Sentencing, Can He Still Run for President and More: What Happens Next after Guilty Verdict in Donald Trump Hush Money Case

Former President Donald Trump has been found guilty on all 34 counts in his criminal hush money trial — so what happens now? The case marks the first time a former U.S. president was ever tried or convicted in a criminal case, and is the first of Trump’s four indictments to reach trial. But does a guilty verdict mean he can no longer run for president? What about vote? And when will he learn his sentence? Here’s what to know.

What was Trump found guilty of?
Prosecutors accused Trump of falsifying internal business records to cover up hush money payments tied to an alleged scheme to bury stories that might have torpedoed his 2016 White House bid. At the heart of the charges were reimbursements paid to Trump’s former lawyer Michael Cohen for a $130,000 hush money payment to porn actor Stormy Daniels in exchange for not going public with her claim about a 2006 sexual encounter with Trump. Prosecutors said the reimbursements were falsely logged as “legal expenses” to hide the true nature of the transactions. The charges Trump faces are punishable by up to four years in prison. He has denied any wrongdoing and had pleaded not guilty.

When will Trump be sentenced and how long could he face?
Judge Juan Merchan, who oversaw the case, set sentencing for July 11, just days before the Republican National Convention in Milwaukee. The falsifying business records charges carry up to four years behind bars, though prosecutors have not said whether they intend to seek imprisonment, and it is not clear whether the judge — who earlier in the trial warned of jail time for gag order violations — would impose that punishment even if asked.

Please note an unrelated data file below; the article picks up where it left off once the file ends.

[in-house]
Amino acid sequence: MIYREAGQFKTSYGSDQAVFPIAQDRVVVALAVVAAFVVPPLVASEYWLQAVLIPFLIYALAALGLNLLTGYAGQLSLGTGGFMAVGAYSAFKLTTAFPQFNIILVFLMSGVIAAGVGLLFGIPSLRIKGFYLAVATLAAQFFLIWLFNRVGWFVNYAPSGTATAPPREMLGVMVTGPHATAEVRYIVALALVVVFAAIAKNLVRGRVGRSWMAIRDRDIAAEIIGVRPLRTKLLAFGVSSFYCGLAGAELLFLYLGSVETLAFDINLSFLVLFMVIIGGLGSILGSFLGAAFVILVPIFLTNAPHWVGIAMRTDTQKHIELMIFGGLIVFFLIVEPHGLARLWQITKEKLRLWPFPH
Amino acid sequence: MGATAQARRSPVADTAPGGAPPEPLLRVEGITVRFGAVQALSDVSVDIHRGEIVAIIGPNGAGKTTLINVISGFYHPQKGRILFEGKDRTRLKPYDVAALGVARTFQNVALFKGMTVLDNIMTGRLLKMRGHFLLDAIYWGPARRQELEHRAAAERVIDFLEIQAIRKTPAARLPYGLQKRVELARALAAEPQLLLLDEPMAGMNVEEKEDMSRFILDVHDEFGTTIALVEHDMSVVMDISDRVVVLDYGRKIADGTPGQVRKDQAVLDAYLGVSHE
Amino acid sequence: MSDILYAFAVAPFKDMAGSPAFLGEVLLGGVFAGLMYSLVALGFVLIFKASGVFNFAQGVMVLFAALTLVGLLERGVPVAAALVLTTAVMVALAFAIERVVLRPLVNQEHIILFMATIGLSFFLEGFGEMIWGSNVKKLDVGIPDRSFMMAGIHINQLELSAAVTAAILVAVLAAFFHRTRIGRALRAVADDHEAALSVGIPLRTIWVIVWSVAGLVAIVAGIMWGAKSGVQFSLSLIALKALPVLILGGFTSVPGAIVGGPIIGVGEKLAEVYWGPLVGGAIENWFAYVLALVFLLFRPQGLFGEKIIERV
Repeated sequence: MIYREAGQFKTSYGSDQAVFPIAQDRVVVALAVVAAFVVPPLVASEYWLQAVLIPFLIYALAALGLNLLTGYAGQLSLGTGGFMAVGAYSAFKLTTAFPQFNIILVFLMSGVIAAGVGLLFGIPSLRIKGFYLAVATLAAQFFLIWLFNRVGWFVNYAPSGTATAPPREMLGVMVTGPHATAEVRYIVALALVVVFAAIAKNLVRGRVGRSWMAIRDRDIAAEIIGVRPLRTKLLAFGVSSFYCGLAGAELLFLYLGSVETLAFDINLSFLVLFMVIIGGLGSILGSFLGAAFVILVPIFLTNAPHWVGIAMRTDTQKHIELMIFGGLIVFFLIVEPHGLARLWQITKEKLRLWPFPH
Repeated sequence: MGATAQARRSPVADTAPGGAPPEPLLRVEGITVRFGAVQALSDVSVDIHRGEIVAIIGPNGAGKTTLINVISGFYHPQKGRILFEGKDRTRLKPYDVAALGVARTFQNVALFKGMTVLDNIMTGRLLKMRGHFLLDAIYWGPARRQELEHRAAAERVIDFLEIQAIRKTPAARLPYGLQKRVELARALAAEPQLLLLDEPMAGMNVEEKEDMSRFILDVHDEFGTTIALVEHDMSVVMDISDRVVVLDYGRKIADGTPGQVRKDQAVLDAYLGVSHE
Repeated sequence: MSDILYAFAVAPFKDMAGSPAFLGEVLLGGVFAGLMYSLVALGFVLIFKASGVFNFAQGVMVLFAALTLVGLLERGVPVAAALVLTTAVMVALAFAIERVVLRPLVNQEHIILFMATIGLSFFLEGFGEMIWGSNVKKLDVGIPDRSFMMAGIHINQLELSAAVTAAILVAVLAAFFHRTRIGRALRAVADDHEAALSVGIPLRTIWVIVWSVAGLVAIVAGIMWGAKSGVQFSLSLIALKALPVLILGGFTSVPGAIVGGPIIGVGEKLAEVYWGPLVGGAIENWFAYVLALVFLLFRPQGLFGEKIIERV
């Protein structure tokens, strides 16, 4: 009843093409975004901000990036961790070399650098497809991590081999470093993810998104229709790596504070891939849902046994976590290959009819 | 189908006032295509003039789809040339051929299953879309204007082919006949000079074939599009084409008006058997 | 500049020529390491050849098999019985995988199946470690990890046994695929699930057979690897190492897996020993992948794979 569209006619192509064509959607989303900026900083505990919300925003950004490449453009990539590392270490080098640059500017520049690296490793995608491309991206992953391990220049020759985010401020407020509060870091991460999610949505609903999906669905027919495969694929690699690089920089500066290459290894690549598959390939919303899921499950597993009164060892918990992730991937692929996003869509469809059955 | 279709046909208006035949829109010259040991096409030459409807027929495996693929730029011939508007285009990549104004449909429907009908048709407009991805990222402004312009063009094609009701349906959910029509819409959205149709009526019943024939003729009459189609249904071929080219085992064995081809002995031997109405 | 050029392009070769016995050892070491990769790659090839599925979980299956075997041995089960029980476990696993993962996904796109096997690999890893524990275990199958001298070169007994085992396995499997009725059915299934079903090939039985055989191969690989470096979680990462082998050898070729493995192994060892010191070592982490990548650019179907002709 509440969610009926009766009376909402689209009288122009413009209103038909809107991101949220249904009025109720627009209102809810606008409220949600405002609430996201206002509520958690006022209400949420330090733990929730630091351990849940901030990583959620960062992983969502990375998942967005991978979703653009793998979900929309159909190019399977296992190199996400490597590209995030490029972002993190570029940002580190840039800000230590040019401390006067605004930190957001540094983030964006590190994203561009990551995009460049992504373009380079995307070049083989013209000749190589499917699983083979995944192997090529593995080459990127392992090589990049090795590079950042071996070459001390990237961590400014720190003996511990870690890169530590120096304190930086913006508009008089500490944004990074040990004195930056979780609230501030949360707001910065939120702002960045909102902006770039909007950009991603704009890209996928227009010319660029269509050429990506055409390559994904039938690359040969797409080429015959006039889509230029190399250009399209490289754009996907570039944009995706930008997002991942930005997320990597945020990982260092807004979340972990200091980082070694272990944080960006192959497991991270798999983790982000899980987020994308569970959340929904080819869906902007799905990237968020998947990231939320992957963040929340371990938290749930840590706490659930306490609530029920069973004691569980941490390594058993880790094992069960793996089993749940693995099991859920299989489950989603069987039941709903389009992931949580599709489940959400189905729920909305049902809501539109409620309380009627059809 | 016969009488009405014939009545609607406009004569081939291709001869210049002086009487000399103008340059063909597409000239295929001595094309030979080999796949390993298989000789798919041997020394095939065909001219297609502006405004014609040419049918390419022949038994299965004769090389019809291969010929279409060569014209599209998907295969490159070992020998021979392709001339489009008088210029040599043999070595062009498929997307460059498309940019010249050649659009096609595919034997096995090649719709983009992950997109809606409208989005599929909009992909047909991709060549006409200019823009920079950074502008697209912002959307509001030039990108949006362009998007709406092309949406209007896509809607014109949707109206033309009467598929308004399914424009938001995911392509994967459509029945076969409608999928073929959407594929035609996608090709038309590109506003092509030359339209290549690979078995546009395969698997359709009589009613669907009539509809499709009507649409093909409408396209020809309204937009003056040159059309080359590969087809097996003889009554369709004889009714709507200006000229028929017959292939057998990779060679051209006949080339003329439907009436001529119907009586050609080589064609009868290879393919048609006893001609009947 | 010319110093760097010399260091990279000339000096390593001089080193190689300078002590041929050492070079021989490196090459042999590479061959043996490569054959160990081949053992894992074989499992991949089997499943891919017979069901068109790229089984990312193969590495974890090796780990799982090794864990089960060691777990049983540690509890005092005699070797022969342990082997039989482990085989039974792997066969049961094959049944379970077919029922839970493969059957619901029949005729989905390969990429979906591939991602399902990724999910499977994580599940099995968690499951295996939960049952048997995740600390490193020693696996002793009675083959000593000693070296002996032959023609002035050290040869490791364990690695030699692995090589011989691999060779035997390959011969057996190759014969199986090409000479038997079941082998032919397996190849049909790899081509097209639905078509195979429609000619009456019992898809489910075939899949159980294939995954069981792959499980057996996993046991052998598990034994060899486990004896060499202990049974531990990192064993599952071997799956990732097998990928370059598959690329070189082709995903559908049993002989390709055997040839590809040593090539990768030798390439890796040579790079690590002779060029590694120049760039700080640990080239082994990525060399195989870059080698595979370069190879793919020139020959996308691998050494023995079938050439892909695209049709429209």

What happens now?
Trump is expected to quickly appeal the verdict and will face an awkward dynamic as he seeks to return to the campaign trail after being found guilty. There are no campaign rallies on the calendar for now, though he’s expected to hold fundraisers next week.

Can Trump still run for president?
The answer is, simply, yes. A convicted or imprisoned felon can not only campaign for president and other federal offices, but also be elected. The U.S. Constitution does not explicitly prohibit a presidential candidate from running for office while under indictment, or even while serving time behind bars. Eligibility requirements for presidents state only that they must be at least 35 years old, be a natural-born citizen of the United States, and have been a resident of the country for at least 14 years. So, a criminal record, an orange jumpsuit and being on the wrong side of prison bars will not necessarily prevent someone from becoming president. It’s the voters who have the power to do that.

What about vote?
Donald Trump may have been convicted of a felony and reside in Florida, a state notorious for restricting the voting rights of felons, but he can still vote as long as he stays out of prison in New York state. In Illinois, Indiana, and Michigan, “you only lose your right to vote if you are currently incarcerated for a criminal conviction,” according to the Justice Department. “If you lost your voting rights because of a conviction, you can register to vote immediately after your release. Pretrial detention, probation, and parole do not restrict your voting rights,” the government states.

What has the reaction been?
After the verdict, Trump said: “The real verdict is going to be November 5th by the people. They know what happened here, everyone knows what happened here. … I’m a very innocent man.” President Joe Biden’s campaign sought to keep the focus on the November election even as it said Thursday that former President Donald Trump’s criminal conviction showed that “that no one is above the law.” In Illinois, Gov. J.B. Pritzker said “justice has been served.” Meanwhile, the Illinois Republican Party called it “a political prosecution the likes of which occurs in banana republics but not previously in these United States.”